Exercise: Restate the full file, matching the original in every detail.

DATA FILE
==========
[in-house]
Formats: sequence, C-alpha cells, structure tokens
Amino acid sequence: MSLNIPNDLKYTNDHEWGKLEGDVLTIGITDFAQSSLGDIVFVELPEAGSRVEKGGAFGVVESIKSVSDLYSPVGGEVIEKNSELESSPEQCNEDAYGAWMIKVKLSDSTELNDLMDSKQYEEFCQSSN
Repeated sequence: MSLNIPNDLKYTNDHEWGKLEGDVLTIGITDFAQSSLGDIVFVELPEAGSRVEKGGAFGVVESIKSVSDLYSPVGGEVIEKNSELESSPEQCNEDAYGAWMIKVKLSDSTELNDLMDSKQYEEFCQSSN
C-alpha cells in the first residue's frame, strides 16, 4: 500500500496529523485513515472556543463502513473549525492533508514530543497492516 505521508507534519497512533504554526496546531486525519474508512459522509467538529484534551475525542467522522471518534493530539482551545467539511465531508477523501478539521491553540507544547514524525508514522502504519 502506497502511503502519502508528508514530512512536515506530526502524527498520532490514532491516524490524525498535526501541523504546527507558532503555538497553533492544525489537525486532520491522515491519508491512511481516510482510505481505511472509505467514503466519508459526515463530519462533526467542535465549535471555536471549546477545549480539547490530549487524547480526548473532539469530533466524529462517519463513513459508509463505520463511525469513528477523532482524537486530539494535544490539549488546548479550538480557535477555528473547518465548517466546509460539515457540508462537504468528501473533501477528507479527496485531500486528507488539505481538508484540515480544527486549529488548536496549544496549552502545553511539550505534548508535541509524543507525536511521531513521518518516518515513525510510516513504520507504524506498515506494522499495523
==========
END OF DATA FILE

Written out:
[in-house]
Formats: sequence, C-alpha cells, structure tokens
Amino acid sequence: MSLNIPNDLKYTNDHEWGKLEGDVLTIGITDFAQSSLGDIVFVELPEAGSRVEKGGAFGVVESIKSVSDLYSPVGGEVIEKNSELESSPEQCNEDAYGAWMIKVKLSDSTELNDLMDSKQYEEFCQSSN
Repeated sequence: MSLNIPNDLKYTNDHEWGKLEGDVLTIGITDFAQSSLGDIVFVELPEAGSRVEKGGAFGVVESIKSVSDLYSPVGGEVIEKNSELESSPEQCNEDAYGAWMIKVKLSDSTELNDLMDSKQYEEFCQSSN
C-alpha cells in the first residue's frame, strides 16, 4: 500500500496529523485513515472556543463502513473549525492533508514530543497492516 505521508507534519497512533504554526496546531486525519474508512459522509467538529484534551475525542467522522471518534493530539482551545467539511465531508477523501478539521491553540507544547514524525508514522502504519 502506497502511503502519502508528508514530512512536515506530526502524527498520532490514532491516524490524525498535526501541523504546527507558532503555538497553533492544525489537525486532520491522515491519508491512511481516510482510505481505511472509505467514503466519508459526515463530519462533526467542535465549535471555536471549546477545549480539547490530549487524547480526548473532539469530533466524529462517519463513513459508509463505520463511525469513528477523532482524537486530539494535544490539549488546548479550538480557535477555528473547518465548517466546509460539515457540508462537504468528501473533501477528507479527496485531500486528507488539505481538508484540515480544527486549529488548536496549544496549552502545553511539550505534548508535541509524543507525536511521531513521518518516518515513525510510516513504520507504524506498515506494522499495523